This week’s post is from a guest author! I love highlighting the ways that amazing and inspiring young people are attempting to change their world, and this week’s post comes from one of those phenomenal young people.
Rachel O’Grady is a junior at St. Ignatius College Prep, in Chicago, Il. She plays basketball, actively participates in Model United Nations and is attempting to gain 100 service hours by next June.
Two weeks ago, one of my friends texted me the following words: “Suicide scares the sh** out of me.” My immediate response: Well, of course it does. Taking your own life should scare you. One week later, we both received an email from our school, disclosing that one of the seniors had killed himself. Minutes after receiving the email, my friend texted me again “Remember what I said about suicide?” I went back to the email, and re-read it. It hung on my screen for nearly twenty minutes as I re-read the eerie, haunting truth, over and over again. Nearly shaking, and still crying, despite my lack of a close relationship with the student, I responded to my friend’s text: “But it’s real.”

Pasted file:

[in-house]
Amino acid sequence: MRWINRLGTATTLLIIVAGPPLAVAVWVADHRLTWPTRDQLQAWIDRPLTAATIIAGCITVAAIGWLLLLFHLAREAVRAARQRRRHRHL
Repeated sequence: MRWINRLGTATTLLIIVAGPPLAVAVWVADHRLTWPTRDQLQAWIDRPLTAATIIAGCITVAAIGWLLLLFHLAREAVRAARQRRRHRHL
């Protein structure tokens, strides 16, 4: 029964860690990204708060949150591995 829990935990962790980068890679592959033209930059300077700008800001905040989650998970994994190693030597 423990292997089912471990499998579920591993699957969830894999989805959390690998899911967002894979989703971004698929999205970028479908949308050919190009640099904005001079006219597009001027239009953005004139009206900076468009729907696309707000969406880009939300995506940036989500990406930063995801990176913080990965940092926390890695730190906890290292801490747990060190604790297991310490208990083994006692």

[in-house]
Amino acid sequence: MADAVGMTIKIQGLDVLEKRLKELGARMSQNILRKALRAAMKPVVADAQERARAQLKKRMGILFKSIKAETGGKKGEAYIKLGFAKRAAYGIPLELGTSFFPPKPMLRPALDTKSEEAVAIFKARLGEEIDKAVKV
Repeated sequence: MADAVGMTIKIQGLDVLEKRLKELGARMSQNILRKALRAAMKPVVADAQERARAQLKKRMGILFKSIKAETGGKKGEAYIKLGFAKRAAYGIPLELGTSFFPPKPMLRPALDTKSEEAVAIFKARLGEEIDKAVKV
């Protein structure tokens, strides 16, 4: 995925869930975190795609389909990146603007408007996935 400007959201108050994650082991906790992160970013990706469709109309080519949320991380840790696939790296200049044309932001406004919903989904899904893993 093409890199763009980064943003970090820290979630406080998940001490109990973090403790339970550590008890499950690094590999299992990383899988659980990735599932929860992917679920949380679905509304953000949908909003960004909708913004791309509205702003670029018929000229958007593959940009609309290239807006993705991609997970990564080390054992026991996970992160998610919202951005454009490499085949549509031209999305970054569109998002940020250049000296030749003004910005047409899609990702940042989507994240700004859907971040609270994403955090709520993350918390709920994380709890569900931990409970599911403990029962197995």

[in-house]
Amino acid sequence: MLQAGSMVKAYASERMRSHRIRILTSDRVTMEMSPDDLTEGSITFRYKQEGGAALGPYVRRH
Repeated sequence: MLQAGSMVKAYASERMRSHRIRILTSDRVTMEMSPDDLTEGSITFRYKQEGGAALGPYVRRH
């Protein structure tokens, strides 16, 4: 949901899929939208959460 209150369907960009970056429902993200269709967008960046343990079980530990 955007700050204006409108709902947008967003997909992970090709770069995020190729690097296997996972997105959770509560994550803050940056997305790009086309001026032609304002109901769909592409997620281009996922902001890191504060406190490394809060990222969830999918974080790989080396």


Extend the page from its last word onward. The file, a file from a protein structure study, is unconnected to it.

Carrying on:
Suicide isn’t something that teenagers can’t grasp. It’s all over the news and it’s become somewhat of a phenomenon on television and in popular culture. It’s not something foreign to many- most have heard of the “It Gets Better” videos, perhaps they know someone who has taken their own life, or maybe they’ve thought of the possibility themselves. It’s not an alien concept. It’s looked upon as cowardly, dumb, even immoral. It’s tragic, and as my friend so eloquently put, it’s scary.
Despite all of that, however, one of the leading causes of death in the modern teenage global community is suicide. Think about that for a moment. According to some sources, you are more likely to kill yourself than to be killed by another person. The leading cause of death for Lesbian and Gay teens is suicide. This birthed the infamous “It Gets Better” videos, featuring celebrities and normal folks professing to the millions that being gay is hard because of they way Lesbian and Gay teenagers are often treated – but it does get better. The verbal harassment that happens to 85% of LGBT students does end eventually. The physical abuse that happens to a whopping 40% of LGBT students does taper off.